Jaja Wachuku was a great man. He was a Pan-Africanist – they believe in the unity and self-reliance of the African people. He was the first speaker of the Nigerian House of Representatives, the first Nigerian ambassador to the United Nations and the first Nigerian Minister of Foreign Affairs.
Jaja’s Family and Education
His father was the king of Ngwa and his mother was a pioneer women’s rights advocate and humane royal land owner.
He was well educated in different schools up to the tertiary education. He went further to attain skills in carpentry, farming and metal works as well as an avid tennis, football and cricket player.
Jaja in Dublin
Jaja went on to study in Dublin, Ireland. There, he achieved great success becoming a lawyer and joining several organizations. One such organization was the Association of Students of African Descent. He was secretary and then president as well as the founder of other organizations before he came back to Nigeria to fight for the end of colonial rule and the independence from the British.
Jaja: Back in Nigeria – Politics
Jaja came back to Nigeria in the same ship as Nnamdi Azikiwe. He was present at Gold Coast (present day Ghana) when Nnamdi Azikiwe spoke to Joseph B. Danquah about Kwame Nkrumah.
He joined the NCNC and became the party’s legal advisor. Jaja got involved in the agitation at that time, famously giving a controversial lecture where he called Lagos a “no man’s land”.
In 1949, Jaja founded a youth movement called New African Party and he affiliated it with the NCNC. This even got the attention of the people of London who sent a letter.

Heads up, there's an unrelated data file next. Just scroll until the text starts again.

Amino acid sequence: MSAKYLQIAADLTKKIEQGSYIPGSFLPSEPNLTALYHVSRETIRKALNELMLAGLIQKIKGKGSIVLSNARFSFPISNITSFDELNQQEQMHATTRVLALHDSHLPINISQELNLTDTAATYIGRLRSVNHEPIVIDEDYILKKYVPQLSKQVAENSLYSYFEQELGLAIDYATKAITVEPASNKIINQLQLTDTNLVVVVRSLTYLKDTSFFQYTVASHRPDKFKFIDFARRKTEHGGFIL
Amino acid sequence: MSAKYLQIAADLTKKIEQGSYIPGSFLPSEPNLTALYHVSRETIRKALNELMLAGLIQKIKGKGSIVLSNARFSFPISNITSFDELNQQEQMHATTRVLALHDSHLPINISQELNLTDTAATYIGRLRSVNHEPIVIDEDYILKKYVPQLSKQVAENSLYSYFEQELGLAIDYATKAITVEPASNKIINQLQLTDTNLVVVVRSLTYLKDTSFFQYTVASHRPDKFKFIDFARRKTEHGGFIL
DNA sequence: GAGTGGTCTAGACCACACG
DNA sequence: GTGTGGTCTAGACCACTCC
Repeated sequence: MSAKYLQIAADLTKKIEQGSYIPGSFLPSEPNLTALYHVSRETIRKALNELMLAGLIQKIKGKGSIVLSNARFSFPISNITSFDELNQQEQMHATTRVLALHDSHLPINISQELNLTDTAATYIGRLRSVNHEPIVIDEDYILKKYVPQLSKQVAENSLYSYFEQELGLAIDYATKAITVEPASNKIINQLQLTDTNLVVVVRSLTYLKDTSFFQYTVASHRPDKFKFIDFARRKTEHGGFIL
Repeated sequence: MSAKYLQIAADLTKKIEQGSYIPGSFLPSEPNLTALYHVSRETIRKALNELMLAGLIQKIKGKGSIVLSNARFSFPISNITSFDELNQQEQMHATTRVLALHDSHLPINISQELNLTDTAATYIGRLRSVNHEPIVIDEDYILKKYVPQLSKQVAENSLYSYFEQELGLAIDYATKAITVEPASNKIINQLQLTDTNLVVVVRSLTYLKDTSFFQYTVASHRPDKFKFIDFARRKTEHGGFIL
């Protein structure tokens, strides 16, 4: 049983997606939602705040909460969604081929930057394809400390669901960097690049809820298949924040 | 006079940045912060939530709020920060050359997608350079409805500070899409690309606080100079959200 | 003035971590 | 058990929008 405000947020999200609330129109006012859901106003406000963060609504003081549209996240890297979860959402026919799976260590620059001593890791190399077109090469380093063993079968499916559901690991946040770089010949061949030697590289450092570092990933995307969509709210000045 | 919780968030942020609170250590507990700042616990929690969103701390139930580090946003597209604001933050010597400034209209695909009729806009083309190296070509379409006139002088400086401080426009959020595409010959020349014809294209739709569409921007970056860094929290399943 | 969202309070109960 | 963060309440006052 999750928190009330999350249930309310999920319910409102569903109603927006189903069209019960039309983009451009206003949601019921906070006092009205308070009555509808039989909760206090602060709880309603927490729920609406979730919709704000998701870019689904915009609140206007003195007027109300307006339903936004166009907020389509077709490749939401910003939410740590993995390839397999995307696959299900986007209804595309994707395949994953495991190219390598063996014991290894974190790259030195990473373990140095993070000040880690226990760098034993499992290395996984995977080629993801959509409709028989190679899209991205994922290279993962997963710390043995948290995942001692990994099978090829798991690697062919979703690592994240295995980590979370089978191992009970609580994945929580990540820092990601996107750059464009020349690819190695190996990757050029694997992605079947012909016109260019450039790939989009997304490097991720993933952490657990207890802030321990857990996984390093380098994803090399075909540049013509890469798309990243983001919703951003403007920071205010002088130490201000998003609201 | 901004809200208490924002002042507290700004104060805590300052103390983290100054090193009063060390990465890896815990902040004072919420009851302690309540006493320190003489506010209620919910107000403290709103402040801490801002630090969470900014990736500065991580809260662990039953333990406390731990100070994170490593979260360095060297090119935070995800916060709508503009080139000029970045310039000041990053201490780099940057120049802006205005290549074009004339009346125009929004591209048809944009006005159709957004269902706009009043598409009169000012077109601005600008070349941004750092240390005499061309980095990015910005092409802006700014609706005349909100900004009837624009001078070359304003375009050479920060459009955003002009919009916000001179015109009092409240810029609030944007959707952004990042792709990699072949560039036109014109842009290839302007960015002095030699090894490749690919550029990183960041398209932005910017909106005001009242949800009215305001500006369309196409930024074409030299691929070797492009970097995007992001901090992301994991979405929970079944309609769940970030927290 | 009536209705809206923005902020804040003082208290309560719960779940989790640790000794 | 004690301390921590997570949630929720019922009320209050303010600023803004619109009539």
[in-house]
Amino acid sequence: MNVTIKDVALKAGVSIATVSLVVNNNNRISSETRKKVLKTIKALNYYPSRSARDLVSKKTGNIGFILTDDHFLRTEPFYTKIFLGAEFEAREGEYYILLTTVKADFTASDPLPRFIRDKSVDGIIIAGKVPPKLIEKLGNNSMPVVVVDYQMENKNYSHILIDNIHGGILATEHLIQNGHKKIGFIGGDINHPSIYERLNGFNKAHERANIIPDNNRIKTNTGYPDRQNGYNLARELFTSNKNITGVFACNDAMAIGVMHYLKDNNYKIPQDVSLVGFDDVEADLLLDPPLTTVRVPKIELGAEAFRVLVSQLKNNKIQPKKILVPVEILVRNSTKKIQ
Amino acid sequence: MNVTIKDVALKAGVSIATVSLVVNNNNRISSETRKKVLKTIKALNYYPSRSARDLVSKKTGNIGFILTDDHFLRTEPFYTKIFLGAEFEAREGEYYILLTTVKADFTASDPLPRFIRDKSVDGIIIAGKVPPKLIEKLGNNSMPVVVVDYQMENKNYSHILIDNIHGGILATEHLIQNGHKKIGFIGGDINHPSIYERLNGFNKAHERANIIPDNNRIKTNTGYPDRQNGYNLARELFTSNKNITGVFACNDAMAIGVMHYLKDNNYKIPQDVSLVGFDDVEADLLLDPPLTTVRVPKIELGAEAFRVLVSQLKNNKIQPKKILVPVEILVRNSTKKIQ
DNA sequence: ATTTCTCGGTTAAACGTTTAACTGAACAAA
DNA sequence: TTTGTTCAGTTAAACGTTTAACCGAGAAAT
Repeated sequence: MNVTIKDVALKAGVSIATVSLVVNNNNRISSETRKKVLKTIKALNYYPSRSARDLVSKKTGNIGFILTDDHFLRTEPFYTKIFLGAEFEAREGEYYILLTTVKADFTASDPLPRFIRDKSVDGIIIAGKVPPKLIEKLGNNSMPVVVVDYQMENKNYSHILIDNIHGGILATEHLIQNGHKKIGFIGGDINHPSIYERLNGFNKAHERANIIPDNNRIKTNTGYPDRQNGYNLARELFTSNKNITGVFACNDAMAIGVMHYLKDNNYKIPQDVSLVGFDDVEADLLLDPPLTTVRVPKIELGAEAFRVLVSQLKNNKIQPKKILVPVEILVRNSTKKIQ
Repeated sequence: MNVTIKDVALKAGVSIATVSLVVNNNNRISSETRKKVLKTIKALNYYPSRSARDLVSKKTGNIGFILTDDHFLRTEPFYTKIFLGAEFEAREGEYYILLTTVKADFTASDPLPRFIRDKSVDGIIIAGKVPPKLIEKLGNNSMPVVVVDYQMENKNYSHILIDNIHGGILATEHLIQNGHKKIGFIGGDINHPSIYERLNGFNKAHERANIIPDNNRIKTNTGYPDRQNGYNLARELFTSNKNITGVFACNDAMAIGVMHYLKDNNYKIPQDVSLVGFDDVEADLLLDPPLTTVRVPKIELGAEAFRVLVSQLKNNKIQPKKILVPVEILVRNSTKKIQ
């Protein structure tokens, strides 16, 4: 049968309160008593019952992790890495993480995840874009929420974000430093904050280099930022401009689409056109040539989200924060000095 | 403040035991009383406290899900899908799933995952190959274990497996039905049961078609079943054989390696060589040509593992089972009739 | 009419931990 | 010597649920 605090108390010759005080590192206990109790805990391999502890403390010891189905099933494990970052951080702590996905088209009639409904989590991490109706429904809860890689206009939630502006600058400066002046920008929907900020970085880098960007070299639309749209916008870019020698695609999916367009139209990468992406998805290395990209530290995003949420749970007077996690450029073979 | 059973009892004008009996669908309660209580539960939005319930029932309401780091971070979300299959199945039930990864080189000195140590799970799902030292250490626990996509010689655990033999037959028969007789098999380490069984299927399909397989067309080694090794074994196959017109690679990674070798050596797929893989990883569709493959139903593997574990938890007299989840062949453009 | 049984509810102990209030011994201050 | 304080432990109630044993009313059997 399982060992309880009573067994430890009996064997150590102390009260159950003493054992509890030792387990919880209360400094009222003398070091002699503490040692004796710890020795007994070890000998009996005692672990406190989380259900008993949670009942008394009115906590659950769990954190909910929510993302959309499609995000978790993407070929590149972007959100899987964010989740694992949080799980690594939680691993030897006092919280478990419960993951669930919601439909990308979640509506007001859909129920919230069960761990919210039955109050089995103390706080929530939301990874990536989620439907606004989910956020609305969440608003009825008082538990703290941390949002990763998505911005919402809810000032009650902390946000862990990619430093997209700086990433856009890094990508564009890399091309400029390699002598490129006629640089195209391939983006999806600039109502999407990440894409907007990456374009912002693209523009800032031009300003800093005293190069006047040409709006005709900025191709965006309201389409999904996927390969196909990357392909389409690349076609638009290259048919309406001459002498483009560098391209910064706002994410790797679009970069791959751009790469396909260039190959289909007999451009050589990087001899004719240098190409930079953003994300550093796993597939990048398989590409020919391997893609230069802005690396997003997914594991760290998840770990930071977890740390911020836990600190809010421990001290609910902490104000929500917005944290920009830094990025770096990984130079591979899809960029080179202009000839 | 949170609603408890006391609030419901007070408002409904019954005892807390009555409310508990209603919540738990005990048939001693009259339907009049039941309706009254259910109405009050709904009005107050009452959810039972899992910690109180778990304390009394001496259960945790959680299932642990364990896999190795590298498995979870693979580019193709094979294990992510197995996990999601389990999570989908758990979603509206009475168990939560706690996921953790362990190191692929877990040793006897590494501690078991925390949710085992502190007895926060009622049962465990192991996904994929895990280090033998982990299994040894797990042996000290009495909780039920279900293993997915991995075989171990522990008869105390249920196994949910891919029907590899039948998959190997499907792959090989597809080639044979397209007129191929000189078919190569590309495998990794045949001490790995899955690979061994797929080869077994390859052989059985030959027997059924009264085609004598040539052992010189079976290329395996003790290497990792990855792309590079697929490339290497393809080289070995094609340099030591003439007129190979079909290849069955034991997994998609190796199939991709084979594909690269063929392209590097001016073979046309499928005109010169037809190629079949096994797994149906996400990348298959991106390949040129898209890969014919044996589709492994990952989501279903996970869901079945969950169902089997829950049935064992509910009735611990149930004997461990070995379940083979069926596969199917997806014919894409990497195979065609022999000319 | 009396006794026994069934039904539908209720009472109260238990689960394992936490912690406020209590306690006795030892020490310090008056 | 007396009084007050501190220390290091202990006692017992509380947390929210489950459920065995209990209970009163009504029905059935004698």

Jaja Wachukwu with Nnamdi Azikiwe founded the African Continental Bank. As the bank’s regional director, he facilitated the launch of branches in Aba, Enugu, Port Harcourt and Calabar.
He became very heavily involved with politics beginning from the grassroots. First, he became the village councilor and later becoming a member of the Ngwa Native Authority.
Jaja was elected as the second member of the Eastern House of Assembly. From 1952 to 1953, Wachuku was elected Deputy Leader of the NCNC and Chairman of the Parliamentary Party when there was crisis in Nigeria’s Eastern Region – resulting in the dissolution of the Eastern House of Assembly.
In 1954, Jaja lost the Eastern Regional election and left the House of Representatives. Later on in 1954, when the principle of direct election to the House of Representatives was introduced, he was re-elected first member for the Aba Division; as well as member of United Nigeria Independence.
In 1957, for the following three years, he was appointed member of the Local Education Authority and chairman of the board of Education in the Eastern Region of Nigeria. During the same period, Wachuku was also Chairman of Aba Divisional Committee of the NCNC.
From 1958 to 1959, Jaja was Chairman of the Business Committee in the House of Representatives of Nigeria. He was also a member of the Parliamentary Committee on the Nigerianization of the Federal Civil Service. He wrote the Committee’s Report assisted by Michael O. Ani.
In 1959, Wachuku was re-elected into the House of Representatives from Aba Division; and was, subsequently, elected the first indigenous Speaker of the Nigerian House of Representatives.